Why I don’t believe in resolutions

Header image for the article Why I don’t believe in resolutions Credit: AMY SIMON
If there is anything to remember, it's that success doesn't happen overnight.

At the start of almost every new year, gyms become flooded with new members. Healthy food becomes scarce, at least throughout January, as a large majority of people attempt to satisfy their New Year’s resolutions. While I do believe in goals, aspirations, and working towards individualistic dreams, I don’t believe in New Year’s resolutions.

Why? Well with all the generated “hype” that comes with “starting off the new year right,” I see this as the equivalent of setting yourself up for inevitable failure.

Now, don’t get me wrong. I do believe in the power of failure when it comes to learning from our mistakes. But, in the context of New Year’s resolutions, inevitable failure in this case means an eventual unwillingness to accomplish said goals due to self-made pressure.

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I’ll use the example of trying to quit smoking which, coincidentally, is a New Year’s resolution for many. Most people don’t successfully quit the first time due to an inability to break a routine or in this case, addiction. If you plan on breaking a bad habit, ‘going cold turkey,’ in many cases, will not lead to success.

If someone has been smoking a pack a day, every day, for the last 10 years, their body, most likely, will not be able to completely stop the habit on the first try. Breaking any sort of bad habit, like smoking, should be done gradually. But that’s not how most people start tackling New Year’s resolutions.

For some reason, there is this immense amount of pressure on Jan. 1 to immediately accomplish resolutions. So much so, that it’s almost like people are expecting to really put down their last pack or lose all their unwanted weight by the first day.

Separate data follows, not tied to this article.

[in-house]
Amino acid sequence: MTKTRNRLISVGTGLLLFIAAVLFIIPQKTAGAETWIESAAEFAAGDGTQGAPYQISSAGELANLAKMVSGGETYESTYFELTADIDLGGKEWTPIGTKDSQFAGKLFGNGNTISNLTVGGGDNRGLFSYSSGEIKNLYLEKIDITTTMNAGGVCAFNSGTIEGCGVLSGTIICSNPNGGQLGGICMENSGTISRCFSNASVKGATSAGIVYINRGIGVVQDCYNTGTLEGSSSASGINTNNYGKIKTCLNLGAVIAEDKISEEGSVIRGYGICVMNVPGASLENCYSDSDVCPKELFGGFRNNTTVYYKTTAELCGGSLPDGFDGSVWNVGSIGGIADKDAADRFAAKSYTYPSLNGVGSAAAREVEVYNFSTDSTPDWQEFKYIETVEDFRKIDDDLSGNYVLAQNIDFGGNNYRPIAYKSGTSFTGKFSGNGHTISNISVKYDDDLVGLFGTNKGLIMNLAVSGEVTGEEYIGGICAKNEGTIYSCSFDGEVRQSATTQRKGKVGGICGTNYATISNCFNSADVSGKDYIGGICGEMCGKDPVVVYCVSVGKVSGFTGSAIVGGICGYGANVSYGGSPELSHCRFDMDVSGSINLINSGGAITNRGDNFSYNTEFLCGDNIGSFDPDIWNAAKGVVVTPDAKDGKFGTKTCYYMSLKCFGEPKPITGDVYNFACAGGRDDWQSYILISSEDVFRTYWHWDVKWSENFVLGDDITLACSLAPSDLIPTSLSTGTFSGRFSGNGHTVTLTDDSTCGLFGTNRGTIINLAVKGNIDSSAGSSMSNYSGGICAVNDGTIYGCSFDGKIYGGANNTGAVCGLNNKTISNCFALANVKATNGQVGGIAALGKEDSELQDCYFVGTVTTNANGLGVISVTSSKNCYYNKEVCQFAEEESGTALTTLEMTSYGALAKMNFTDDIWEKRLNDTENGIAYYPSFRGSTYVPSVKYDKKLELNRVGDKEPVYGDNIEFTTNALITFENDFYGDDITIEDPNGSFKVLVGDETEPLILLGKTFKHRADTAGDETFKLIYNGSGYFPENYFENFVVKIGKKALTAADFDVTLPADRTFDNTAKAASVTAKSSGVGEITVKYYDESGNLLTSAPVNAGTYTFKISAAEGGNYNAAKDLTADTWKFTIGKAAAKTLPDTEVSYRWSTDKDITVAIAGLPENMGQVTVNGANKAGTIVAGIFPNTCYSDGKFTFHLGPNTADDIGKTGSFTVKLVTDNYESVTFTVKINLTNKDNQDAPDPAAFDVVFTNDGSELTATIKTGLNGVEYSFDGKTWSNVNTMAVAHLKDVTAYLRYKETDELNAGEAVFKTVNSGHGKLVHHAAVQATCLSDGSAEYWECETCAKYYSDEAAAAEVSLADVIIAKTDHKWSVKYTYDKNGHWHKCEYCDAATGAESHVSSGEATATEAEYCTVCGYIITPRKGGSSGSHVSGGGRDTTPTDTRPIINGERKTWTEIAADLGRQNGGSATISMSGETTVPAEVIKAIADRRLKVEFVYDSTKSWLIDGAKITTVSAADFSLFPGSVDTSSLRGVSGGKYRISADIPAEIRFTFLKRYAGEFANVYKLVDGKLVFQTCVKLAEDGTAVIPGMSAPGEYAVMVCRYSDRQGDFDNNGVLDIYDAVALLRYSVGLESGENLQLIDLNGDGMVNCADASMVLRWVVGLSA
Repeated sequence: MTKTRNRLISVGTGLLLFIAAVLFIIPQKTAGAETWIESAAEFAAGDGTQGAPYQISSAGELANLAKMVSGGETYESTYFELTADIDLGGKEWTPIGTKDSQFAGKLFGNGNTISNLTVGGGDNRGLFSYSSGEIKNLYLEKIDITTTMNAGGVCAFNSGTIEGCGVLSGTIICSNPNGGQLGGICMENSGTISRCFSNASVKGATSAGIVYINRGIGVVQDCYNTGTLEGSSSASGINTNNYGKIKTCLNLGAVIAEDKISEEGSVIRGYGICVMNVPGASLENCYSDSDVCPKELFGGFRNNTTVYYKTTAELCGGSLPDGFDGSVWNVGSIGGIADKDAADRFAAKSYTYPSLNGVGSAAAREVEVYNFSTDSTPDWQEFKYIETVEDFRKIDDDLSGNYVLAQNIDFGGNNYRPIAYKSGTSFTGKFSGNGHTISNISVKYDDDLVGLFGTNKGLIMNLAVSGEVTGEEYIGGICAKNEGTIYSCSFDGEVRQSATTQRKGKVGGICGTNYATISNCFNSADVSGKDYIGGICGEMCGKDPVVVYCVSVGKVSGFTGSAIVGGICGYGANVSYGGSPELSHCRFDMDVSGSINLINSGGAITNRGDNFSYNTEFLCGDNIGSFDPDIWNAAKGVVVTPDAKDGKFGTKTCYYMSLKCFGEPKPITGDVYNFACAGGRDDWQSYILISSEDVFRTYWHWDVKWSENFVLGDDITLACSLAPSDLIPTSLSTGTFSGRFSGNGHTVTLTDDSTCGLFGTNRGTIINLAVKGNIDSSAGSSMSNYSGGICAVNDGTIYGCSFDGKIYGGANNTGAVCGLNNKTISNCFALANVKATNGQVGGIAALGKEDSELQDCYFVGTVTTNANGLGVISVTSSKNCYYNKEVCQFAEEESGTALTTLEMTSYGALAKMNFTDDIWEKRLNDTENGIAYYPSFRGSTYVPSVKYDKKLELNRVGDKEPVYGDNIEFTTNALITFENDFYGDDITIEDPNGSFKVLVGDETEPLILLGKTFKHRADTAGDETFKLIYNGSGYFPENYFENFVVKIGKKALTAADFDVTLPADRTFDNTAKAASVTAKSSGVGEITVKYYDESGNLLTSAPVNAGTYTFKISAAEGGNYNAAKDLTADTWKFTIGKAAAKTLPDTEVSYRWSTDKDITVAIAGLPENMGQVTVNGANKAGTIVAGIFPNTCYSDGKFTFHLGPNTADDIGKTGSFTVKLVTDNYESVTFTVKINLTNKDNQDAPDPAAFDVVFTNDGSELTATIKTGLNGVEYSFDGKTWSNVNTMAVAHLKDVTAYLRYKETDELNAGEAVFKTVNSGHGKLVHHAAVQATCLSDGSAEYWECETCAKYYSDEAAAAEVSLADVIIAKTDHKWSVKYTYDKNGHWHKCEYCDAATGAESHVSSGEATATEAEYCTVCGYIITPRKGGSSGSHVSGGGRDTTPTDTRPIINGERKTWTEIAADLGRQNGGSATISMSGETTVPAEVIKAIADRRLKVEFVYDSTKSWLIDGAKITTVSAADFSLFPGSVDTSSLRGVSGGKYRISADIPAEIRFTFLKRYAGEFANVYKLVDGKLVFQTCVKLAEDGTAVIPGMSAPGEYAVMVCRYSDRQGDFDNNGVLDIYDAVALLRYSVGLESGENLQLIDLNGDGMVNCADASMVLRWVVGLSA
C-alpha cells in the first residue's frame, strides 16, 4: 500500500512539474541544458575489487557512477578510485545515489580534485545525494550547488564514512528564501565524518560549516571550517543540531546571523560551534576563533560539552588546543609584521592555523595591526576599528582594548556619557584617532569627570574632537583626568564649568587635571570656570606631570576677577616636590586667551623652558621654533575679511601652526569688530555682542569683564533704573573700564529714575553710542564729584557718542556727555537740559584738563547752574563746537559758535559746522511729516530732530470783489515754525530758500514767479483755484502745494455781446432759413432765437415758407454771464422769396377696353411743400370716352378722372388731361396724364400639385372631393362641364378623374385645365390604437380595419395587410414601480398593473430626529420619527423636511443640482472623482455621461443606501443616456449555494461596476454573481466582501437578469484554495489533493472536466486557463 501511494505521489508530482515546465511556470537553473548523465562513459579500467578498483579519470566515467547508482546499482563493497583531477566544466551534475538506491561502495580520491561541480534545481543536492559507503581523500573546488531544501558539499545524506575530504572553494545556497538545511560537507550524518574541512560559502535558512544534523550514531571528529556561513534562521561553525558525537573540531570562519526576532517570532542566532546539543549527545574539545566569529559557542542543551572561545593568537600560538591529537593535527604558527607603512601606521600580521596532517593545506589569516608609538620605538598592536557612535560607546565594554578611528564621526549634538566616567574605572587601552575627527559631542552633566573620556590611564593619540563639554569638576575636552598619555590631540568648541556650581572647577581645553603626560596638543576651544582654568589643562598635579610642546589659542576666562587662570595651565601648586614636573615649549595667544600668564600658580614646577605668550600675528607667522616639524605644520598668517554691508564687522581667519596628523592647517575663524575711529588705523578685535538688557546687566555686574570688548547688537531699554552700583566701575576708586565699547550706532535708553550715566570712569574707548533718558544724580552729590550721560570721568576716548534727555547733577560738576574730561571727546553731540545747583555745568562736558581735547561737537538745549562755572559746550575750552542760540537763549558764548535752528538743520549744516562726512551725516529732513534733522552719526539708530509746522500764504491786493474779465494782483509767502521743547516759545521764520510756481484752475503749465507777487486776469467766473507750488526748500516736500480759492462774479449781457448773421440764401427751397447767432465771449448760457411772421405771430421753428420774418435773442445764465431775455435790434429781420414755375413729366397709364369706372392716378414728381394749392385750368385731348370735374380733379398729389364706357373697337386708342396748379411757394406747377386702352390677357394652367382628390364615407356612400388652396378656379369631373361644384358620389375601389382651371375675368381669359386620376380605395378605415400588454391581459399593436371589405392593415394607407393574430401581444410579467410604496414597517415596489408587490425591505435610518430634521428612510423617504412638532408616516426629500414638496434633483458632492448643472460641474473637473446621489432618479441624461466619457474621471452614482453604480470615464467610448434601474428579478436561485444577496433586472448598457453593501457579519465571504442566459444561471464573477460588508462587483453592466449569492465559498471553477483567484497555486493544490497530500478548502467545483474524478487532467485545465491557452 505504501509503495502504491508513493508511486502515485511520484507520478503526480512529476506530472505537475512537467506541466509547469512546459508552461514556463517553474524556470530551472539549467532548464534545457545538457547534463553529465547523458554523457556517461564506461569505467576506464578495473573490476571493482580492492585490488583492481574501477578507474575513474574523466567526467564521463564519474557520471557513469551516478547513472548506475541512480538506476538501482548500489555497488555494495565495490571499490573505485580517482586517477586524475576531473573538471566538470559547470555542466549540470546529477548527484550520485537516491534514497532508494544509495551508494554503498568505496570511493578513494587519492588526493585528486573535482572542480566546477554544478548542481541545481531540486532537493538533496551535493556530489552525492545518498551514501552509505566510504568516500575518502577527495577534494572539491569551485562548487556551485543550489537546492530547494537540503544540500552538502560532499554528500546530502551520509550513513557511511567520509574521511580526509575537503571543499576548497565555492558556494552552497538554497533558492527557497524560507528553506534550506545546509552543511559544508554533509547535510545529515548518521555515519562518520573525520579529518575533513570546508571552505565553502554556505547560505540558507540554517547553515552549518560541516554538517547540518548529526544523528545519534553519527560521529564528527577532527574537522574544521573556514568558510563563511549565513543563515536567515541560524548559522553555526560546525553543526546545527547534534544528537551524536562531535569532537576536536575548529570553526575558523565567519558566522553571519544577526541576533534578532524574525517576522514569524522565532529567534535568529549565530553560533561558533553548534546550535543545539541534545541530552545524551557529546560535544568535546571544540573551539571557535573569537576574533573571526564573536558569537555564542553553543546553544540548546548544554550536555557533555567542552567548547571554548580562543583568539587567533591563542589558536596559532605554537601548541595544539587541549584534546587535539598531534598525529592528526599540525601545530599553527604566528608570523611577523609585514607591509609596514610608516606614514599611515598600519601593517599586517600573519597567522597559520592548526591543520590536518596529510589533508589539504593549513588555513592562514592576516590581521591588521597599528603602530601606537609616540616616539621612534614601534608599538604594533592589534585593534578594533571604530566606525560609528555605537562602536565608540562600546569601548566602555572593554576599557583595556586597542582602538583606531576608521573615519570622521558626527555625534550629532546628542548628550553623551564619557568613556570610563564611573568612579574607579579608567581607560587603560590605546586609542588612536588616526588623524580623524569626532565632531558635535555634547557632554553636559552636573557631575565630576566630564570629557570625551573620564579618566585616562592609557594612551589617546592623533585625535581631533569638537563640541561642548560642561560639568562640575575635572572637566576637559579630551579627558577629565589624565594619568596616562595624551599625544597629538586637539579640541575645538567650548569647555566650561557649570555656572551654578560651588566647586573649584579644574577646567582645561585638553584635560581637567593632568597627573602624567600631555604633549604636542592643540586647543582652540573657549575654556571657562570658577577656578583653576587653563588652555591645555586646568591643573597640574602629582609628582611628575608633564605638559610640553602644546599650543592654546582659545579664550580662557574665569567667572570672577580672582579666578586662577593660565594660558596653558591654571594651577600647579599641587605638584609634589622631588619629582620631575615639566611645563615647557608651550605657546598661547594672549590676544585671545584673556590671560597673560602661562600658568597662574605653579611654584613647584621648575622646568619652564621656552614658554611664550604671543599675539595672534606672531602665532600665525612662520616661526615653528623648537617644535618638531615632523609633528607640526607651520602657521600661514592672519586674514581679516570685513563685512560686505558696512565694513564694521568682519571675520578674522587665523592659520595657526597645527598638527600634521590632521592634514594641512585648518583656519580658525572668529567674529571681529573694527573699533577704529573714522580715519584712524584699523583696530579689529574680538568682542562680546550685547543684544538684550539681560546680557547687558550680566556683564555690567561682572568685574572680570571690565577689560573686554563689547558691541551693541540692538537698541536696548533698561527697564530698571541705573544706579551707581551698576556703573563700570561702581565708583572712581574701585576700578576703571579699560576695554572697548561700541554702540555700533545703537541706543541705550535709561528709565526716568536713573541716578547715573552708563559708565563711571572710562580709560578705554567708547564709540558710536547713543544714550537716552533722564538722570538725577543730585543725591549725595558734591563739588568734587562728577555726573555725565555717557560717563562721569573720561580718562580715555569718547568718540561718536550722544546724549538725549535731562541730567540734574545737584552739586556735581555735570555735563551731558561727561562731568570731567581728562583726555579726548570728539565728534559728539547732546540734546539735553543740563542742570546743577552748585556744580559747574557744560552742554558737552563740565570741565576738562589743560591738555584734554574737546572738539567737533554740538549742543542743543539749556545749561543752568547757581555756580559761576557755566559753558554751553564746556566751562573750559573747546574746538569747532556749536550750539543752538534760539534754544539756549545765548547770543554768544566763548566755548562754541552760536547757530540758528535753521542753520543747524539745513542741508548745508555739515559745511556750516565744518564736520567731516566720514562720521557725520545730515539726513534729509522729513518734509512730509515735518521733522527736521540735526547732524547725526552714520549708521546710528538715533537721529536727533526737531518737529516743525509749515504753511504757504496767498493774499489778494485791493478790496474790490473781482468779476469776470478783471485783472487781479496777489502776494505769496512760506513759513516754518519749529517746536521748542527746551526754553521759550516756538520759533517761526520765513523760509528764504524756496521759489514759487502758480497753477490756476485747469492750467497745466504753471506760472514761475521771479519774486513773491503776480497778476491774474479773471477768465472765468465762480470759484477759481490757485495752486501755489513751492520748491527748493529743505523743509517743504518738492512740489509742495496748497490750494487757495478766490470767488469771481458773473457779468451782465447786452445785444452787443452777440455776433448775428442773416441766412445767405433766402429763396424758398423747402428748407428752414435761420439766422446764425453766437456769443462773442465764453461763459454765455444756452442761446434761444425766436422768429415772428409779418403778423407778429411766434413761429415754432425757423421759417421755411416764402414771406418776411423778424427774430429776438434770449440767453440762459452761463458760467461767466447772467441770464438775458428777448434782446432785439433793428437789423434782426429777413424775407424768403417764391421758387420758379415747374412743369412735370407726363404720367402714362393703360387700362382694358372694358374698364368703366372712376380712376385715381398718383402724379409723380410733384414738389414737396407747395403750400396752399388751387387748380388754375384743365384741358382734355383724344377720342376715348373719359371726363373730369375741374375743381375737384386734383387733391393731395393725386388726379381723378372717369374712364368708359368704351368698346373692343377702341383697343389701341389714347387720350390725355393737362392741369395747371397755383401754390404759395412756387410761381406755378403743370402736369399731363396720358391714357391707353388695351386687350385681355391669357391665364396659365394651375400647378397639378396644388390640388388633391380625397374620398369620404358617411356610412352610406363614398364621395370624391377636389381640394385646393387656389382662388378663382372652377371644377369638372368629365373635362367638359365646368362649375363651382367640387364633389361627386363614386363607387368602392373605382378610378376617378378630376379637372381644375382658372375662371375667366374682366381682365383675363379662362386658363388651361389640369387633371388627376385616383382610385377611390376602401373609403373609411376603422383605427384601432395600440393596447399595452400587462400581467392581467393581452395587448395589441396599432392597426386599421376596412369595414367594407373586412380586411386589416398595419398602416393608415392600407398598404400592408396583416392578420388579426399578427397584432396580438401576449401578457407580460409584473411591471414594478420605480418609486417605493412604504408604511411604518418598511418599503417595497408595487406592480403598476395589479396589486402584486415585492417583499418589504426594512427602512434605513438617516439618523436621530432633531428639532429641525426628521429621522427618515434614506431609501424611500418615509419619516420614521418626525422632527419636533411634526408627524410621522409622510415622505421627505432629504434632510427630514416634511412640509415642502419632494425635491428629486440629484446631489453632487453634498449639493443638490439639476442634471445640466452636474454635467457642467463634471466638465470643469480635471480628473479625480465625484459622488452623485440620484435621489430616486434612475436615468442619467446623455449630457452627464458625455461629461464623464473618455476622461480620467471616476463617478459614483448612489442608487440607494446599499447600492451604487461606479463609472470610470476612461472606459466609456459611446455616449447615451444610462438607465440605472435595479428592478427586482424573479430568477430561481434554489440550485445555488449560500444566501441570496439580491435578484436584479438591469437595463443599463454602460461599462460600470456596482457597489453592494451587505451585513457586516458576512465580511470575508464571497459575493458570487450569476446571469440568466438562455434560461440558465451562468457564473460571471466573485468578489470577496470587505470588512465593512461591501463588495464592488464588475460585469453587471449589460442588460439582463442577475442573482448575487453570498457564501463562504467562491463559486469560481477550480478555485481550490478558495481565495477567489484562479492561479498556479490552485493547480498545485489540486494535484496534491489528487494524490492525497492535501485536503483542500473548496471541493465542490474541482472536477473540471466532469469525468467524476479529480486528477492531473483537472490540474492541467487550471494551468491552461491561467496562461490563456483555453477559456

While impatience does play a slight role, no one loses a lot of weight overnight, or learns a different language in a day, or quits smoking in that same amount of time. When I say I don’t believe in New Year’s resolutions, I’m saying that I don’t believe in setting massive expectations for yourself when that willingness to truly accept and embrace change has not been established.

Look at it this way: say you’re building a new house. You’re not as happy with the one you currently live in, so you decide it’s time for something new. One of the first steps in the construction process is deciding where you want to build the house.

In this scenario, there are two areas of land – one on top of a peaking sand hill and the other in a flat, open grass field. Say you pick the first location, the sand hill, because of the views. But as the construction process continues, the workers struggle to build a solid foundation for the house to stand on, as the sand continues to run and break beneath them. But your only focus is getting the house built so you can see the amazing views you want so dearly.

The workers try to build your “dream house,” but the proper foundation is never achieved and eventually the house crumbles. This is, what I believe, the outcome of most resolutions.

If there is anything to remember, it’s that success doesn’t happen overnight. The new year is a great time to reevaluate your life and think about what you really want. But if you go ‘cold turkey’ come the new year and rush into building your dream house without the foundation of gradual change, those gym memberships are sure to collect dust, and that “last pack” of cigarettes will be opened again and again.

My best advice is to take it one day at a time. Going to the gym daily, finishing the last pack, or cutting out sweets, whatever the case may be, those are end goals, ones that take time to accomplish and, again, don’t happen overnight.

Like Winston Churchill said – “Success is not final, failure is not fatal: it’s the courage to continue that counts.” So don’t sell yourself short. Stop putting all the pressure to change your life on the first day of the new year. You’ve got another 364 days to accomplish all that and more.

Editorial opinions or comments expressed in this online edition of Interrobang newspaper reflect the views of the writer and are not those of the Interrobang or the Fanshawe Student Union. The Interrobang is published weekly by the Fanshawe Student Union at 1001 Fanshawe College Blvd., P.O. Box 7005, London, Ontario, N5Y 5R6 and distributed through the Fanshawe College community. Letters to the editor are welcome. All letters are subject to editing and should be emailed. All letters must be accompanied by contact information. Letters can also be submitted online by clicking here.